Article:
I’m glad it wasn’t about good old America and Ford sticking it to the Italians and Ferrari. There’s a  moment when Enzo Ferrari tips his hat to Ken Miles. We understand that the moment is about the love of the perfect lap in the perfect car at the best speed possible (so far). Ford is just in it for the optics of winning. It’s in these moments that the movie really works.

For me, I love classic cars and there are some real beauties in this film. My favorite moments were when the engine would rev at 7,000 or 8,000 rpms and Ken would shift into higher gear and just fly. In real life, those are the moments we live for.

 

Priorities in Order

Things not on my list of priorities

  • Hints of war with Iran. Not in my skill set and way above my pay grade.
  • Prime Minister’s corruption and request for immunity. I think this is taking longer than the Mueller Report.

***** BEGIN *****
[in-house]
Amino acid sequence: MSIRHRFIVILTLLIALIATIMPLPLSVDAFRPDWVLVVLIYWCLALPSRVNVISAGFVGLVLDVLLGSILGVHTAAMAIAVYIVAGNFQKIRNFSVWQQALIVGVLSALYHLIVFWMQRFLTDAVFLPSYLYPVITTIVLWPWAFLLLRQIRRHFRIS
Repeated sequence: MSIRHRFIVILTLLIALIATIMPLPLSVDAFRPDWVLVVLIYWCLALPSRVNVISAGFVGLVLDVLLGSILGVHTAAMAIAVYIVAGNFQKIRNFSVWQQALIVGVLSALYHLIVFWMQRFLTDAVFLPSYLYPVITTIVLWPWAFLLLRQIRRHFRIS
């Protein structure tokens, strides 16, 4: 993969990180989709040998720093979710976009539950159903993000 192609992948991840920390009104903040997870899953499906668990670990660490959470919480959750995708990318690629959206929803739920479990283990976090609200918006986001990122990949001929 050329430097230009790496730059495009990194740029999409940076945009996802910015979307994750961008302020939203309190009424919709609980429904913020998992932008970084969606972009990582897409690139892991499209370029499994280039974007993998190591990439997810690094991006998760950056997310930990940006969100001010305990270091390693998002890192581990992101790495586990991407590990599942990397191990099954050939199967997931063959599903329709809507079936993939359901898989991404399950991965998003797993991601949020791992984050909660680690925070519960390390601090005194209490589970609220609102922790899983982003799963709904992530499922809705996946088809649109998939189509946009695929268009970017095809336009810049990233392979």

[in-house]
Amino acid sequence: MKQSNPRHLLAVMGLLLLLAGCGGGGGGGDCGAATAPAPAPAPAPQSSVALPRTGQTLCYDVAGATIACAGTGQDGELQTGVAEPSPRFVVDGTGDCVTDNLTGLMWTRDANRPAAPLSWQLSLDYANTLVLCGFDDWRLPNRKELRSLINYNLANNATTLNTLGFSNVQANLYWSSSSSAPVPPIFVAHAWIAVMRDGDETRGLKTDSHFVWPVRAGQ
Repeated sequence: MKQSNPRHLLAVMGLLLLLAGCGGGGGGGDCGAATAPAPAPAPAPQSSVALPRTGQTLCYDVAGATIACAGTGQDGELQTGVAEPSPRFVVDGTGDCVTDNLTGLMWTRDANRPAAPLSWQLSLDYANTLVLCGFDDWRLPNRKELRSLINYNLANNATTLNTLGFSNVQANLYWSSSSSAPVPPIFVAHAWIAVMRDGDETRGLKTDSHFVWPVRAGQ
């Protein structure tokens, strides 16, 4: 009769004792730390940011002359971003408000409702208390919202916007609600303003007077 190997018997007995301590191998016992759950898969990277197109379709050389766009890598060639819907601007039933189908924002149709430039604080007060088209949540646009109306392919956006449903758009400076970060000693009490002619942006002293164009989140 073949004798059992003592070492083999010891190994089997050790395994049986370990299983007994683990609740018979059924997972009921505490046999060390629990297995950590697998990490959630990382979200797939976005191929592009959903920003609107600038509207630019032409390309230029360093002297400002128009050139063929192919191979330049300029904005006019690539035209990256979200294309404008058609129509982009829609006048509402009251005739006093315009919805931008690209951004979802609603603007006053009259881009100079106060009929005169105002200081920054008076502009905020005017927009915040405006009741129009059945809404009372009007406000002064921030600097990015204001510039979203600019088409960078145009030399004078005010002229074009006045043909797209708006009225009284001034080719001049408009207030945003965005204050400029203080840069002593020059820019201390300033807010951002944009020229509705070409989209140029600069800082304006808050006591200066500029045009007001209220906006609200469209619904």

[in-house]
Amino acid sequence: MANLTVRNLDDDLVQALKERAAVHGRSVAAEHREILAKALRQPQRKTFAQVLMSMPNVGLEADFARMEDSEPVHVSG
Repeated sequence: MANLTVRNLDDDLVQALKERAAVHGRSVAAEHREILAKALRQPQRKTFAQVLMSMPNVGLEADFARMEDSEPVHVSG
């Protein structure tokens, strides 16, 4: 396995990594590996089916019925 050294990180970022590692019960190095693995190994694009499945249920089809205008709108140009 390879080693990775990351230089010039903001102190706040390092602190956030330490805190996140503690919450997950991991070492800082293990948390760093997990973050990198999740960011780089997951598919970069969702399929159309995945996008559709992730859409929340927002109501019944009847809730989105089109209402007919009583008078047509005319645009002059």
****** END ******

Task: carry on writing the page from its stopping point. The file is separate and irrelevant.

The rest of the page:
• Third election. As if anything will be different.
  • Putin and Zelensky are going to be at a Yad Vashem event together. I’ll believe it when I see it.
  • Impeachment in the US. I can’t remember that far back.
  • Potential constitutional crisis in US. Meh.
  • Harry and Meghan break from the royal family. Yawn.
  • Lunar eclipse during full moon. Missed it.
  • Massive rainstorms in Israel. Didn’t go outside.

My #1 Priority

  • Catsky-Doodle’s teeth.

My poor little cat was getting skinny, but it seemed like she was still eating. This past week, I noticed that she was avoiding kibbles but could eat soft food. I called the vet who makes house calls and wrangled her into the carrier.

It was like a prison riot in my living room while we waited.

Tranquilizers. Oral surgery on the coffee table. Shots of painkillers and antibiotics. And then my poor drunk monkey was finally coming out of it (no video to protect her dignity).